Saturday, November 30, 2013

Windows Registry Master Class from The Hacker Academy

The Hacker Academy recently released its new Windows Registry Master Class. Prior to its release, Hacker Academy senior instructor Andrew Case contacted me and asked if I'd like to review the course. I, of course, said yes and got signed up when the course was ready. In the interest of full disclosure, I was given free access to the class in exchange for providing feedback on the course content and for review purposes.

The course was written by Andrew Case, Vico Marziale and Joe Sylve. All three are well known in the forensics field and have contributed much. Andrew is one of the core developers of Volatility, as well as a co-developer of RegDecoder with Vico and Joe. Vico is also a co-developer of Scalpel. Joe is also the developer of LiME. These guys know their stuff.

The course is a combination of video lectures along with hands on labs and quizzes. There are 14 course modules, though some of them are broken down into multiple parts, for a total of 21 lecture videos. The course slides from the videos are also provided in PDF format. Other supplemental reading materials are also provided in PDF format. Some of the supplemental reading is necessary to complete the labs and quizzes, while others are simply to help you understand a topic better but not required.

The majority of modules include a hands-on lab and a quiz. The lab is used to answer the quiz questions. I'll describe the lab setup in a moment. Each lab is accompanied by a guide that walks you through how to complete the exercise in case you get stuck. These PDF format lab guides not only help when you get stuck, but they make great reference material for those times later on when you can't quite remember how to solve a particular problem.

The labs themselves are all performed in online virtual machines accessed through your web browser. One is a Windows 7 virtual machine, while the other VM is Ubuntu 12.04 LTS. All the required tools and lab files are pre-loaded on these VM's and ready for use. I really enjoyed working with the labs and felt they added a great deal to the course. I'll provide some examples later in this review. Here are a couple screenshots from the lab VM's.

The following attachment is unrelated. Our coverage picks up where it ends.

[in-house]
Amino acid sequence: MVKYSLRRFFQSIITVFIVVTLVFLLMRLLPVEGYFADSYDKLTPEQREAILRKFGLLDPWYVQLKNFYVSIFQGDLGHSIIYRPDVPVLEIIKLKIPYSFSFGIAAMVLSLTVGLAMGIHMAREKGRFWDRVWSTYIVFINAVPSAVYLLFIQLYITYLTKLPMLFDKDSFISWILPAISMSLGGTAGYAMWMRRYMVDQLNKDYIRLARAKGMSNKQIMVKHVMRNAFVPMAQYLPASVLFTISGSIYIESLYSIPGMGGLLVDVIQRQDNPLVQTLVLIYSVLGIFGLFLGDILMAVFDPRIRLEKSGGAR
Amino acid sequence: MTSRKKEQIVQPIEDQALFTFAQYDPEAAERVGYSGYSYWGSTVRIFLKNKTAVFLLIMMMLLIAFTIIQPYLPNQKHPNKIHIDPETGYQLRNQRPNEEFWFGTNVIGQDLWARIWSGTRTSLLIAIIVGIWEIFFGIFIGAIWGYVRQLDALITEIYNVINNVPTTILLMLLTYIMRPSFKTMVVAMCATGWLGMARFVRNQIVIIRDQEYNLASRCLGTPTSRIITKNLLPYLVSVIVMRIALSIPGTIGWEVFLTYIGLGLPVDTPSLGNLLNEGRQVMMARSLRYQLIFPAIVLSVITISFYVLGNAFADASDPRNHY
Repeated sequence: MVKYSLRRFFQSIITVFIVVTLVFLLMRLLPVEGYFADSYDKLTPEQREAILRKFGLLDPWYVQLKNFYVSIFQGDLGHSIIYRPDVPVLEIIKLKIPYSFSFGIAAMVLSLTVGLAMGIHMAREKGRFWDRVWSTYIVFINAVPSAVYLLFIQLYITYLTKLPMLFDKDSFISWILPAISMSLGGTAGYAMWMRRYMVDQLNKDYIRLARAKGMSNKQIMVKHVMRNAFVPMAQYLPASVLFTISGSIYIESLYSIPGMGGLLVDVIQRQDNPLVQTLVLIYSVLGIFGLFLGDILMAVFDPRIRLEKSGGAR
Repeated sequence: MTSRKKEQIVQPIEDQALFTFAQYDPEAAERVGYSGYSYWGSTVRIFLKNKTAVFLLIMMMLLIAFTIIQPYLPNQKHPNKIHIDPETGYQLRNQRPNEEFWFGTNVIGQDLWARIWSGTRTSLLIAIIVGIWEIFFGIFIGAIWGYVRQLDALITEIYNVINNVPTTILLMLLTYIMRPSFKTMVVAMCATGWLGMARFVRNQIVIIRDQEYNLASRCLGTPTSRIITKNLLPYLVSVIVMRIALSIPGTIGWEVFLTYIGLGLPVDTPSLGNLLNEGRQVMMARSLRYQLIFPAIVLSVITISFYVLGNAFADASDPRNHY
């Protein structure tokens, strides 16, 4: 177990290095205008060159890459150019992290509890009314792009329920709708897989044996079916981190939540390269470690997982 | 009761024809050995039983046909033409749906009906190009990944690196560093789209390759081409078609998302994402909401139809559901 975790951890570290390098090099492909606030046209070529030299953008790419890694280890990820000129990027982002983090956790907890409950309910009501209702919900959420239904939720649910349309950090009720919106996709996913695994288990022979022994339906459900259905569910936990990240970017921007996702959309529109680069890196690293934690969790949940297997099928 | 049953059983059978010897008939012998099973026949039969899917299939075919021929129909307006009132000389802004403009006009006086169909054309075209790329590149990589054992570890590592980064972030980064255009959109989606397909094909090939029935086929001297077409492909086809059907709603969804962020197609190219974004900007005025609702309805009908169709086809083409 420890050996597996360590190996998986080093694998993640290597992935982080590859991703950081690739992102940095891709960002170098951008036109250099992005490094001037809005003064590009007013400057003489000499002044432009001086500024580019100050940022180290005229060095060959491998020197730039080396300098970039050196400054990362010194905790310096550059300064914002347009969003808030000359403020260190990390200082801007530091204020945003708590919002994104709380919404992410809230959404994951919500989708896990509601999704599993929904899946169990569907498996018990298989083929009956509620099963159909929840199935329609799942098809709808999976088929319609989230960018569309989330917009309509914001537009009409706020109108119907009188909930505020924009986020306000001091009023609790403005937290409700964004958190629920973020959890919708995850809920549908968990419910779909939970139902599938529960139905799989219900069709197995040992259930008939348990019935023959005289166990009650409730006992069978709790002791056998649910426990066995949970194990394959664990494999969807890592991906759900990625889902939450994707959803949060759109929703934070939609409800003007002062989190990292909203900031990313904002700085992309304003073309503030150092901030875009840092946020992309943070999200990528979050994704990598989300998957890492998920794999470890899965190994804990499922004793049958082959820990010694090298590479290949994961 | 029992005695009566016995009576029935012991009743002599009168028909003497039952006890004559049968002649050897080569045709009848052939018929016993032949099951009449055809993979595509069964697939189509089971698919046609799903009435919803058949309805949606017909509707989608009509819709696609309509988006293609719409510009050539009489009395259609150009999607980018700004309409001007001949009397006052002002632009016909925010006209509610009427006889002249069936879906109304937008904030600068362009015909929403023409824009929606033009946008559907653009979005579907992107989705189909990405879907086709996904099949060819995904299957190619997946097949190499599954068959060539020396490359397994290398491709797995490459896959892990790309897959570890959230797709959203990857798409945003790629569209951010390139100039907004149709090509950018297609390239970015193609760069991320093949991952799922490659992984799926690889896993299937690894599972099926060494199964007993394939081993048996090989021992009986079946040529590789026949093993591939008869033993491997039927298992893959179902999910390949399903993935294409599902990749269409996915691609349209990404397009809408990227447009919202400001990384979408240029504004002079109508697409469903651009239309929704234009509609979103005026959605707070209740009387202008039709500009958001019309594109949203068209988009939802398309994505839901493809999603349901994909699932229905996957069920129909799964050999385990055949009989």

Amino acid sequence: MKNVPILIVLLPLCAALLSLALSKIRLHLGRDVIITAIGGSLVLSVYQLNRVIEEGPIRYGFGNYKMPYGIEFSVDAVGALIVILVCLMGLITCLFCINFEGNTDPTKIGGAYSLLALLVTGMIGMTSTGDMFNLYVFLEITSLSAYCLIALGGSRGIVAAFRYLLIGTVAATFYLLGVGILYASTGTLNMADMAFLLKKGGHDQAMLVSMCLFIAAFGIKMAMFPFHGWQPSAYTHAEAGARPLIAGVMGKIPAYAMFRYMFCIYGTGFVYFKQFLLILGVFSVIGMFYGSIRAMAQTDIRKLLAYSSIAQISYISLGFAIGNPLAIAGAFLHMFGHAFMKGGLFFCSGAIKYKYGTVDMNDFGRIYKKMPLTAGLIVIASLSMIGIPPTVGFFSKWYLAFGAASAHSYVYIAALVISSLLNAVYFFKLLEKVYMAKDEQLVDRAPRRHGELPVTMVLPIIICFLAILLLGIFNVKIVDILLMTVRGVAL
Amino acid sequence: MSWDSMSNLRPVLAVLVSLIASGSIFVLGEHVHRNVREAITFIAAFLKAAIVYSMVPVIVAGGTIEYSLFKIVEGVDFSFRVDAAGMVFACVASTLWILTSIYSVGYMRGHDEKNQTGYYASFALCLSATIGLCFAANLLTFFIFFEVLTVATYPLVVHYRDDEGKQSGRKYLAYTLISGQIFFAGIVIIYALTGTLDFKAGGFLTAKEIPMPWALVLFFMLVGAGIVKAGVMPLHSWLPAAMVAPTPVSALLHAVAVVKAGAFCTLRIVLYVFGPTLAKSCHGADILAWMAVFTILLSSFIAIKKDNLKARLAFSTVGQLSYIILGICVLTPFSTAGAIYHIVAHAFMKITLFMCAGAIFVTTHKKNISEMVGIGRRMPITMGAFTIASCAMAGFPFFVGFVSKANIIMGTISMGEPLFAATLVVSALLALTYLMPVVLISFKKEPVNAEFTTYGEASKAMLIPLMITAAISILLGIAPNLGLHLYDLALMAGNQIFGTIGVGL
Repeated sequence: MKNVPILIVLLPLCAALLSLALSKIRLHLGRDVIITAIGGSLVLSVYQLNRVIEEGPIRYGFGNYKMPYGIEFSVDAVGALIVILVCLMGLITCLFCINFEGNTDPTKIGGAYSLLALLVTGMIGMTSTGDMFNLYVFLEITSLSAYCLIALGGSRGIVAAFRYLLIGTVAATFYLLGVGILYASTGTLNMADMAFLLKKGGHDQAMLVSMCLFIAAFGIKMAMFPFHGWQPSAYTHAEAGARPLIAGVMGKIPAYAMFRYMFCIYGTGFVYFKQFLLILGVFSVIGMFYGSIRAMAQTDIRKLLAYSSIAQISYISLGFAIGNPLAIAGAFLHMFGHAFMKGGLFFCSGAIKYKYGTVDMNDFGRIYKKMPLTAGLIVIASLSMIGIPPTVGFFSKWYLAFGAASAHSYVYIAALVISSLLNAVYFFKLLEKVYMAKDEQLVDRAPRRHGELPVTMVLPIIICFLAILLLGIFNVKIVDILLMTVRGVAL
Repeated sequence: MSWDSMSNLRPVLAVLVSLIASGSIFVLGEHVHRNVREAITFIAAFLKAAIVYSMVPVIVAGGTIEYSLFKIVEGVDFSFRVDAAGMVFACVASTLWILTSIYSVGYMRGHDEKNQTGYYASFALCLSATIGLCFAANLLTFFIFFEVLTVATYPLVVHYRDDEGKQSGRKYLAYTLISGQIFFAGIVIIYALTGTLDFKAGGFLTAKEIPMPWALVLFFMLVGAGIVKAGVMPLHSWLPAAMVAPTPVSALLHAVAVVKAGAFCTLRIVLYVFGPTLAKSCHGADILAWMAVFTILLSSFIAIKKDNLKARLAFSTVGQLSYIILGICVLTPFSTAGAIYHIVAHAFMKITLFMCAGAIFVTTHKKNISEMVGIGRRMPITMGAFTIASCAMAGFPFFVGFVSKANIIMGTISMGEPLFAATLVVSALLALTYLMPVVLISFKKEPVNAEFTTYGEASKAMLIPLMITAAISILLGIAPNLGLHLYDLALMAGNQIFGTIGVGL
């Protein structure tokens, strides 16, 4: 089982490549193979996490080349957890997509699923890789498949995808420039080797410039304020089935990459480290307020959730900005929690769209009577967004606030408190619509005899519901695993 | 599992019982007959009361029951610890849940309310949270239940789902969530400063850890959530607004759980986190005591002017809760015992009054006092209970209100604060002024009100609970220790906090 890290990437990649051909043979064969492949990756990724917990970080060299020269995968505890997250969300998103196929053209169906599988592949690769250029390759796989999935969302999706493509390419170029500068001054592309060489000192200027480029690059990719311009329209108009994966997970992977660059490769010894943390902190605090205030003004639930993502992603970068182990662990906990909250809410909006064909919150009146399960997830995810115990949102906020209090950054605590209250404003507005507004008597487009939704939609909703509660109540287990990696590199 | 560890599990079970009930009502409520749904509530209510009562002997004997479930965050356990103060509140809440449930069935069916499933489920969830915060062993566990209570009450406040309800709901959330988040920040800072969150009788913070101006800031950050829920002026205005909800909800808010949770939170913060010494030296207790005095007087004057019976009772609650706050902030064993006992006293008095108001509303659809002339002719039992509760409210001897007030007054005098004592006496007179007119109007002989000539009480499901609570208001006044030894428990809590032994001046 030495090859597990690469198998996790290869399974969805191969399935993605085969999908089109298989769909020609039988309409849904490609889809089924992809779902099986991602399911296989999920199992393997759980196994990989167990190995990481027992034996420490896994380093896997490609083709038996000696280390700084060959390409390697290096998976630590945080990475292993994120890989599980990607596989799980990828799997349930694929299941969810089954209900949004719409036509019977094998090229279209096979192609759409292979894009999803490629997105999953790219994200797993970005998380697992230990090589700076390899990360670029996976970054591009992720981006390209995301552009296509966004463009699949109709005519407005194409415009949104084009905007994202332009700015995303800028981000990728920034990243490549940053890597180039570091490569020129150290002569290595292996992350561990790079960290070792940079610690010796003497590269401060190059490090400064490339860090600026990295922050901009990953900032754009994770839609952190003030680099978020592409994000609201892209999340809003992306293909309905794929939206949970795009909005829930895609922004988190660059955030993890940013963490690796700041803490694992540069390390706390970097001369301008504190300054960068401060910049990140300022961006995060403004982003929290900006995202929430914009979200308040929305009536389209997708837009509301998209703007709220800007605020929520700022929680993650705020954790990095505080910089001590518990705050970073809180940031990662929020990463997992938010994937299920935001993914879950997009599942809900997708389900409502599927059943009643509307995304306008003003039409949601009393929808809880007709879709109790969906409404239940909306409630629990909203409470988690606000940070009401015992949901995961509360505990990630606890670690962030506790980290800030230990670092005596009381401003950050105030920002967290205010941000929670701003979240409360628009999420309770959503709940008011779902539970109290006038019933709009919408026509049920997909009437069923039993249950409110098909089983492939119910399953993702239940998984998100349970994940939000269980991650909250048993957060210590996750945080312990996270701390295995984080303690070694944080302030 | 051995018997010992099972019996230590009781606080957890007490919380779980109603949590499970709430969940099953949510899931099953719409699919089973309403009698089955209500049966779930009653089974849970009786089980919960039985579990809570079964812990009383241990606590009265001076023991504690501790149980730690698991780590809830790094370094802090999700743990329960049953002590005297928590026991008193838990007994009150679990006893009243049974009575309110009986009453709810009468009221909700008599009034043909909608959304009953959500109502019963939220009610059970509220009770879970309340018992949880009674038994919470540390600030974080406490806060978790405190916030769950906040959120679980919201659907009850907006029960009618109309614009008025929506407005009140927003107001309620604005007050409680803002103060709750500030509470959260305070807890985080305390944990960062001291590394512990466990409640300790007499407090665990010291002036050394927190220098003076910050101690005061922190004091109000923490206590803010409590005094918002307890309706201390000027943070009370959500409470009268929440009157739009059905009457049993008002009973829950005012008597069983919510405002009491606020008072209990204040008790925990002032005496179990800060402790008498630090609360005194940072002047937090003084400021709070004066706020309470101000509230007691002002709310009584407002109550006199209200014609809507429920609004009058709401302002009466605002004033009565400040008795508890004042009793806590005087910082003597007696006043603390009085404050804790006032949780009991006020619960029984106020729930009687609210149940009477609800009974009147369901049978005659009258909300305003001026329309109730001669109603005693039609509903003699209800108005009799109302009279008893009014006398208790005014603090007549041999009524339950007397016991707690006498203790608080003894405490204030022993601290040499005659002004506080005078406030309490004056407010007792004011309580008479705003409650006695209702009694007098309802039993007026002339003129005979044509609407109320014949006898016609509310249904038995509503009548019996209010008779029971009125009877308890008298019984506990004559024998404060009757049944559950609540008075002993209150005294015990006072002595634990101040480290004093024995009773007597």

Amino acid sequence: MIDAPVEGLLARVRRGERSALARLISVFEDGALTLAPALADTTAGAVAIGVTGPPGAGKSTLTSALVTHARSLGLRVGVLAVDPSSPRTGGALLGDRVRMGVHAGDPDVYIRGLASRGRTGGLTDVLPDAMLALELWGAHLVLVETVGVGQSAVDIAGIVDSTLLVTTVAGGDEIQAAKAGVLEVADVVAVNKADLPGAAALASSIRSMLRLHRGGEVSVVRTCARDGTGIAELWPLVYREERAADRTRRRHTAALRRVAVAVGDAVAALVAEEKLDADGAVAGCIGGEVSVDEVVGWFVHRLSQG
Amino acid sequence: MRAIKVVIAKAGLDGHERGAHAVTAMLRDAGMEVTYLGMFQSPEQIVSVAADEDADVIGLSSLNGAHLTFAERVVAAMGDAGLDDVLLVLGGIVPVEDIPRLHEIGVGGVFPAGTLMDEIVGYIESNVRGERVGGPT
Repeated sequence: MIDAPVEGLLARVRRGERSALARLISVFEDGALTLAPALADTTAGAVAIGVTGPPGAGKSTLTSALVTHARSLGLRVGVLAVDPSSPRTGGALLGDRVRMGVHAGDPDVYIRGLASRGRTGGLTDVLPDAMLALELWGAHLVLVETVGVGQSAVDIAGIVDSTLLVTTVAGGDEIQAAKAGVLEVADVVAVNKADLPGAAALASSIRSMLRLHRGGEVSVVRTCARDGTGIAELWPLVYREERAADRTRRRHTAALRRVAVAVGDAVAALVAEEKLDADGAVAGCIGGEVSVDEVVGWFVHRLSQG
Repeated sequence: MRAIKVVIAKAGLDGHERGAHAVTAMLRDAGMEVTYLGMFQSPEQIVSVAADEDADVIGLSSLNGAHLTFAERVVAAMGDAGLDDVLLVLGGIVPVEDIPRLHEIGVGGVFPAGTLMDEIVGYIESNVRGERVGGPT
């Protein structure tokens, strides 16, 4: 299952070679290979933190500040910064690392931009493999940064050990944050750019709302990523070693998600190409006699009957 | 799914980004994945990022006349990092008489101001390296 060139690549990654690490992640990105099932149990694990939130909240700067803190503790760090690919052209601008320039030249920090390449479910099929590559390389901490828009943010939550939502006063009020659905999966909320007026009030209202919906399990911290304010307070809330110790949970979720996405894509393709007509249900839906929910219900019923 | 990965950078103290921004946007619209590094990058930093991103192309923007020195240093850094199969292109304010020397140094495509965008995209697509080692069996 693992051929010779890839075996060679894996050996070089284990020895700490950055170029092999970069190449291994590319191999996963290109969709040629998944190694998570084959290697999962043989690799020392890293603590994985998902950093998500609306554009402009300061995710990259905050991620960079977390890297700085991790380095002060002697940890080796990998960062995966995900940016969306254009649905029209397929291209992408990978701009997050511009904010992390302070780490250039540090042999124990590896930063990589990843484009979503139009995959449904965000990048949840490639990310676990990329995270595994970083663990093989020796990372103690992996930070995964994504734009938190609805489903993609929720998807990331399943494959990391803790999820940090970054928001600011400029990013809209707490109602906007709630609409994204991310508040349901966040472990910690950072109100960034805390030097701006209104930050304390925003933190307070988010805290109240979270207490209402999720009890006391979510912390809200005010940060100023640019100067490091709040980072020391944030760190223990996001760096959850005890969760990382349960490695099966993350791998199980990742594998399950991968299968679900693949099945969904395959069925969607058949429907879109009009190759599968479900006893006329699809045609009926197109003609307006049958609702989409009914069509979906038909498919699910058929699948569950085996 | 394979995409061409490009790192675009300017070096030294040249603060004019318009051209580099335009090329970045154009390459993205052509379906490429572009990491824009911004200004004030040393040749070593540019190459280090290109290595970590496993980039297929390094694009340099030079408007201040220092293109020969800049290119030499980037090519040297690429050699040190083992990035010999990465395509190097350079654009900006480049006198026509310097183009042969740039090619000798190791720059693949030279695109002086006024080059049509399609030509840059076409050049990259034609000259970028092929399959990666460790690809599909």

Module 1 is an introduction to the course and the Windows Registry. The goals of the class and other material are covered, followed by a description of just what the Registry is and why we should care about it. I suspect most people taking the course will have some idea of what the Registry is, but I think there will be many who have no idea just how much they can actually gain from it.
 The core hives are all briefly covered, followed by coverage of the NTUSER and UsrClass hives. Finally, methods of acquiring registry hives from running and "dead" machines are covered. There is no lab with this module, per se, but complete instructions for accessing and using the labs is covered in the written material.

Module 2 is when we start diving in to the nuts and bolts of the Registry. Hive structure is covered first, followed by discussion of the various parts of the hives, including keys and values. Records and their headers are also described in detail and help those new to the material to understand how the Registry is put together, so to speak.

Module 3 is the first one to be broken down into multiple lectures. 3a covers the Software hive, 3b covers the System hive and 3c teaches about NTUSER. The purpose of each of these hives is described and many keys of interest are given. It is acknowledged that no one course could cover every possible key that might be valuable to an investigation, but many of the most frequently valuable keys are given. In this module, as well as most all of the others, real world "war stories" are given to help drive the point of the lesson home. 3d covers the "other" Registry hives, being the UsrClass, SAM and Security hives.

Next up, Module 4 talks about recovering Registry data from various Windows backup facilities. Registry data from Windows XP Restore Points, Vista/Win7 Volume Shadow Service and Windows 8 VSS and File History are covered. Using historical Registry data from backups is talked about, such as incorporating them into timelines.